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Forensic Expert: 2nd Autopsy Could Shed Vital New Light In Natalie Wood Death

Natalie Wood Death Forensic

Jan. 22 2015, Updated 8:40 a.m. ET

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A leading name in the forensic field says that new evidence in the 1981 death of West Side Story star Natalie Wood demands action, to determine if the actress was murdered.

Dr. William Manion told The National ENQUIRER that “having Wood’s body exhumed for a second autopsy can determine if anything was possibly missed,” after a new book reveals a witness (who was later onboard the infamous “Splendour” yacht) found an earring with a chunk of Wood’s earlobe on it.

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The sensational new findings come in the wake of journalist Kathleen Hewtson’s book “The Night My Husband Killed Me.”

Hewtson detailed the earlobe discovery to The ENQUIRER -- and why she believes it’s apparent “Robert Wagner ... beat the sh*t out of Natalie.

“The cabin was just trashed, and the witness found one of Natalie’s earrings with a little piece of flesh attached to it,” Hewtson, who did more than two years of research for her book, told The ENQUIRER. “It was on the floor by the wall by the bed where Wagner had obviously slammed her.”

The speculation about a fight between the (now-84-year-old) Wagner and Wood was consistent with memories from another official involved in the Hollywood tragedy, rescue boat captain Roger Smith. He recalled how a rescue colleague told him the vessel was “a mess,” and that it looked like “a huge fight” had taken place.

Authorities initially discovered bruises in their autopsy of the actress; Manion said while it would be difficult to suss out the earlobe claim (due to physical decomposition after more than three decades), X-rays of Wood’s remains could uncover a “fracture ... that you normally may not see during an autopsy.”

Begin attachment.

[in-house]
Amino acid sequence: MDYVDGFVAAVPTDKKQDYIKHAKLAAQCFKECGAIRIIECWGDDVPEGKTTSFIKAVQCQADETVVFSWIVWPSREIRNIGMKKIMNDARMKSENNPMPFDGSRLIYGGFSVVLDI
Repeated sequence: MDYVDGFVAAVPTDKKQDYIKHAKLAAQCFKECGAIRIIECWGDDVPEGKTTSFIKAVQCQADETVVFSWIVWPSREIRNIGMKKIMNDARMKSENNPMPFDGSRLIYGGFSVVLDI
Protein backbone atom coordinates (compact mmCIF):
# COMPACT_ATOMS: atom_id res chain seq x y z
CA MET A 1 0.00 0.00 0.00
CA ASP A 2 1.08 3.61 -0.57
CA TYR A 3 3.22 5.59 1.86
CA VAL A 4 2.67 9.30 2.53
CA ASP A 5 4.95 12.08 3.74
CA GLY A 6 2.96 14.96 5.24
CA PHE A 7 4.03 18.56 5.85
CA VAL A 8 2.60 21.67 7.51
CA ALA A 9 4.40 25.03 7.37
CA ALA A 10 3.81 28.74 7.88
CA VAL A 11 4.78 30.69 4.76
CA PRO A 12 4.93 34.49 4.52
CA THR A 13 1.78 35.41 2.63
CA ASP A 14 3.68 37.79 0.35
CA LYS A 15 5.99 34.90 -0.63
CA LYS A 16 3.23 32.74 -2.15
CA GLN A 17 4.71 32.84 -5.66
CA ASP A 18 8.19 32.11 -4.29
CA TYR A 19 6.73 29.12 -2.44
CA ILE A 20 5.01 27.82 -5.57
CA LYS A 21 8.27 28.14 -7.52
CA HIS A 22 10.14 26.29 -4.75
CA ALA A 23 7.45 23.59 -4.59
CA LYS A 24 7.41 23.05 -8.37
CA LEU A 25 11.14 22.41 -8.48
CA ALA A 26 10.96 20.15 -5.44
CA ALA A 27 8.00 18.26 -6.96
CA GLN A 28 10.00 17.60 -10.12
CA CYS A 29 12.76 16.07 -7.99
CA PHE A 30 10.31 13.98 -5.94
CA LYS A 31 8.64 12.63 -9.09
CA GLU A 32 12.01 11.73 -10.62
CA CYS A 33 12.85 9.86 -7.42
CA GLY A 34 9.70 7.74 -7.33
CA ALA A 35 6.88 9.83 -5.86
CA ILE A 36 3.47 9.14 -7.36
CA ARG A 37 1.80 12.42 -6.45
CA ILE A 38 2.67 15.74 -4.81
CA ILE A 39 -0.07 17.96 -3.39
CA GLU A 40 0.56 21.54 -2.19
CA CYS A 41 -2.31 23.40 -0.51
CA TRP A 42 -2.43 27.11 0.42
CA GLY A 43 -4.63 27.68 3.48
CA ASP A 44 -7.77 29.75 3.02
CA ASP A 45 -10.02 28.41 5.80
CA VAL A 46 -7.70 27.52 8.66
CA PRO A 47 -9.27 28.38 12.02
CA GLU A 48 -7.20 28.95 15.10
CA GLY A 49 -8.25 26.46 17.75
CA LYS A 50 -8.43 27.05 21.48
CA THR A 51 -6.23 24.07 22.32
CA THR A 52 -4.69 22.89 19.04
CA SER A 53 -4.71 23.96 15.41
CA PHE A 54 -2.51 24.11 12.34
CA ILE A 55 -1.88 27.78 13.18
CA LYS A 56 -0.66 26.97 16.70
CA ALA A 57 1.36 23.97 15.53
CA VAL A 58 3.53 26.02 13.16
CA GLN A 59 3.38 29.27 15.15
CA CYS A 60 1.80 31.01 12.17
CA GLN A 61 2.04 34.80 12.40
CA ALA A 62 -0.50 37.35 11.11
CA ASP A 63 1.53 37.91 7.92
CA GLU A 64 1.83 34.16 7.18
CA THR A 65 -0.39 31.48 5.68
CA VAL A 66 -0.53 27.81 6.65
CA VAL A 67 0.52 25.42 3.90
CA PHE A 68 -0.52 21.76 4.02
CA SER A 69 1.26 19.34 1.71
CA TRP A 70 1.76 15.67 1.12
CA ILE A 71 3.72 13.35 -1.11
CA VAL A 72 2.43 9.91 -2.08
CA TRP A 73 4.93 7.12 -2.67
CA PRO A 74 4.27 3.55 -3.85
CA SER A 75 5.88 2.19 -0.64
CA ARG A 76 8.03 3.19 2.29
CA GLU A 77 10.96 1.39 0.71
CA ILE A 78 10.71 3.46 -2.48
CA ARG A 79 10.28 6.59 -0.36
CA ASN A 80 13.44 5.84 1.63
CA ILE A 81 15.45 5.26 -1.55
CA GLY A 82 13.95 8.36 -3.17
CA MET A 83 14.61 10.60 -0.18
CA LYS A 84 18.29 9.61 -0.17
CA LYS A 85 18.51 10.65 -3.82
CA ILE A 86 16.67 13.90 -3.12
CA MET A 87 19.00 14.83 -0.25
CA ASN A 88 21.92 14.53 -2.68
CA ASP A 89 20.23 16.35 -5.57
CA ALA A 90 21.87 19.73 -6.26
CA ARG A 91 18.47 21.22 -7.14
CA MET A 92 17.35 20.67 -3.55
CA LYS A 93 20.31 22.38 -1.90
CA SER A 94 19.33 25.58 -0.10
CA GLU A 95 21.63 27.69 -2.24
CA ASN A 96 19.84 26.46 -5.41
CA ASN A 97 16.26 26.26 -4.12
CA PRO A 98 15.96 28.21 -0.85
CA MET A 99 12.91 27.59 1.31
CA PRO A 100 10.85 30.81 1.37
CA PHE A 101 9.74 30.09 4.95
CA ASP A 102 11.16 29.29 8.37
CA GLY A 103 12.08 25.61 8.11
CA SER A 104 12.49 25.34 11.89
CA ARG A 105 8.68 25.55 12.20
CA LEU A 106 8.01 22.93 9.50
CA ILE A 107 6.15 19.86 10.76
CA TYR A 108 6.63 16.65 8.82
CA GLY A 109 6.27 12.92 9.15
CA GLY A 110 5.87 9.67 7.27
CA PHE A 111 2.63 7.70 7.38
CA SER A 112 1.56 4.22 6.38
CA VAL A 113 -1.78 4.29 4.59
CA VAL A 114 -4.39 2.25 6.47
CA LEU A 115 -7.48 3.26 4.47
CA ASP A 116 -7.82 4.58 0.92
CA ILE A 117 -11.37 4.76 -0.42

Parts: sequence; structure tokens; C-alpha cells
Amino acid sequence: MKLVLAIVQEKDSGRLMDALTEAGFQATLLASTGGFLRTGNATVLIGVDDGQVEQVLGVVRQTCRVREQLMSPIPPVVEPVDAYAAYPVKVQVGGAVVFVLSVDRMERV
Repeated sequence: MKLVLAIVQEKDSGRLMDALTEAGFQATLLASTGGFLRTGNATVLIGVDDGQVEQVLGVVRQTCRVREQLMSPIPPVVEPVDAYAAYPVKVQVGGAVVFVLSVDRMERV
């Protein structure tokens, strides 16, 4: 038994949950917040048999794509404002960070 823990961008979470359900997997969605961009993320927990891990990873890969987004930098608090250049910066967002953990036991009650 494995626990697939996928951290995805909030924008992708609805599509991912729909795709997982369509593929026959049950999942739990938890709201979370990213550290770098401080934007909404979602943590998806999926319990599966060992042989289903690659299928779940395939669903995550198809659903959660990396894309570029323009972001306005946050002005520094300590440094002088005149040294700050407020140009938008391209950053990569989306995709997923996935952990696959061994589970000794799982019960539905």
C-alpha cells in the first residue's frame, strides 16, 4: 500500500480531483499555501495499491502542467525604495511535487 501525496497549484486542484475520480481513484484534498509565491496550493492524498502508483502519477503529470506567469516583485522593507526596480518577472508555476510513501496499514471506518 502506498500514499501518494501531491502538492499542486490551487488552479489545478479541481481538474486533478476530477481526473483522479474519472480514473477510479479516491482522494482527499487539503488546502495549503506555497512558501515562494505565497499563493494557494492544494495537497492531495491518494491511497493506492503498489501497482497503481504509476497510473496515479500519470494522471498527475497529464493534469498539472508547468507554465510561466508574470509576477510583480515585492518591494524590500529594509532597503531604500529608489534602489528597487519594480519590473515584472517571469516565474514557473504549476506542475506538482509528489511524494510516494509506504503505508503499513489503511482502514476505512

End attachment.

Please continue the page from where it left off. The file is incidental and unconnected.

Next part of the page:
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Wagner, who has never been declared a suspect in the Nov. 29, 1981 death, has denied killing his wife, despite suspicion from those close to the situation, including Wood’s sister Lana and one-time “Splendour” captain Dennis Davern.

The case was cracked open again in 2011, and in 2012, officials modified Wood’s cause of death from “accidental drowning” to “drowning and other undetermined factors.”

Los Angeles-based private investigator Dan Hanks told The ENQUIRER that now is the time for investigators to roll up their sleeves and take a long, hard look at the suspicious Tinseltown death.

“Especially now, in light of author Kathleen Hewtson’s shocking claims,” Hanks said, “it appears it could be a murder and cops should definitely speak to her.”

For more on this story, check out the current edition of The ENQUIRER, on newsstands now.

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